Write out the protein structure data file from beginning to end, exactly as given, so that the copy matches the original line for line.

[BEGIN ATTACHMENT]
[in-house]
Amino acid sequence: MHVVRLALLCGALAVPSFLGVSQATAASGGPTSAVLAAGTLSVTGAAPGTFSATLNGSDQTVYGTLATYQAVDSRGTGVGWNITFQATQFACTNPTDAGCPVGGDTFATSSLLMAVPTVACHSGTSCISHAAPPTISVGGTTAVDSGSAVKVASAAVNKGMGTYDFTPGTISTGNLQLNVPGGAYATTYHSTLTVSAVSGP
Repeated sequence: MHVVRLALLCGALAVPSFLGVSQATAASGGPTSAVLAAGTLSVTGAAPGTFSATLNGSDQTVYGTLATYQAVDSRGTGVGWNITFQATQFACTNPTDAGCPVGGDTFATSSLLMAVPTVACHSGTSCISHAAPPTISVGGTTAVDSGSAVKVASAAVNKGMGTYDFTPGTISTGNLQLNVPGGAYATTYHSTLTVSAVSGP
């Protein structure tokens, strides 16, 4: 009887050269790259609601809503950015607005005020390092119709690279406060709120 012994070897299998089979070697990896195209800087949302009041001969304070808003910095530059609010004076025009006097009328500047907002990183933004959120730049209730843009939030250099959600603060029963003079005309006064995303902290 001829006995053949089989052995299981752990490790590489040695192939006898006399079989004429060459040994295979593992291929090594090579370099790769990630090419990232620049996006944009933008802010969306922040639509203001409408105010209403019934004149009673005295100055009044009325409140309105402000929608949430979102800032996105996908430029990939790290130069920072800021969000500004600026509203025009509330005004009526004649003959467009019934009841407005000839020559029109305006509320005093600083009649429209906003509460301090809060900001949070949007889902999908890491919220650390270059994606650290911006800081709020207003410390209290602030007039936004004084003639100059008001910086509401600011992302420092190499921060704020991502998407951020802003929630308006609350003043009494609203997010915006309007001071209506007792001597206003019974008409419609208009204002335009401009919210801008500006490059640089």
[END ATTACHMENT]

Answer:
[in-house]
Amino acid sequence: MHVVRLALLCGALAVPSFLGVSQATAASGGPTSAVLAAGTLSVTGAAPGTFSATLNGSDQTVYGTLATYQAVDSRGTGVGWNITFQATQFACTNPTDAGCPVGGDTFATSSLLMAVPTVACHSGTSCISHAAPPTISVGGTTAVDSGSAVKVASAAVNKGMGTYDFTPGTISTGNLQLNVPGGAYATTYHSTLTVSAVSGP
Repeated sequence: MHVVRLALLCGALAVPSFLGVSQATAASGGPTSAVLAAGTLSVTGAAPGTFSATLNGSDQTVYGTLATYQAVDSRGTGVGWNITFQATQFACTNPTDAGCPVGGDTFATSSLLMAVPTVACHSGTSCISHAAPPTISVGGTTAVDSGSAVKVASAAVNKGMGTYDFTPGTISTGNLQLNVPGGAYATTYHSTLTVSAVSGP
């Protein structure tokens, strides 16, 4: 009887050269790259609601809503950015607005005020390092119709690279406060709120 012994070897299998089979070697990896195209800087949302009041001969304070808003910095530059609010004076025009006097009328500047907002990183933004959120730049209730843009939030250099959600603060029963003079005309006064995303902290 001829006995053949089989052995299981752990490790590489040695192939006898006399079989004429060459040994295979593992291929090594090579370099790769990630090419990232620049996006944009933008802010969306922040639509203001409408105010209403019934004149009673005295100055009044009325409140309105402000929608949430979102800032996105996908430029990939790290130069920072800021969000500004600026509203025009509330005004009526004649003959467009019934009841407005000839020559029109305006509320005093600083009649429209906003509460301090809060900001949070949007889902999908890491919220650390270059994606650290911006800081709020207003410390209290602030007039936004004084003639100059008001910086509401600011992302420092190499921060704020991502998407951020802003929630308006609350003043009494609203997010915006309007001071209506007792001597206003019974008409419609208009204002335009401009919210801008500006490059640089």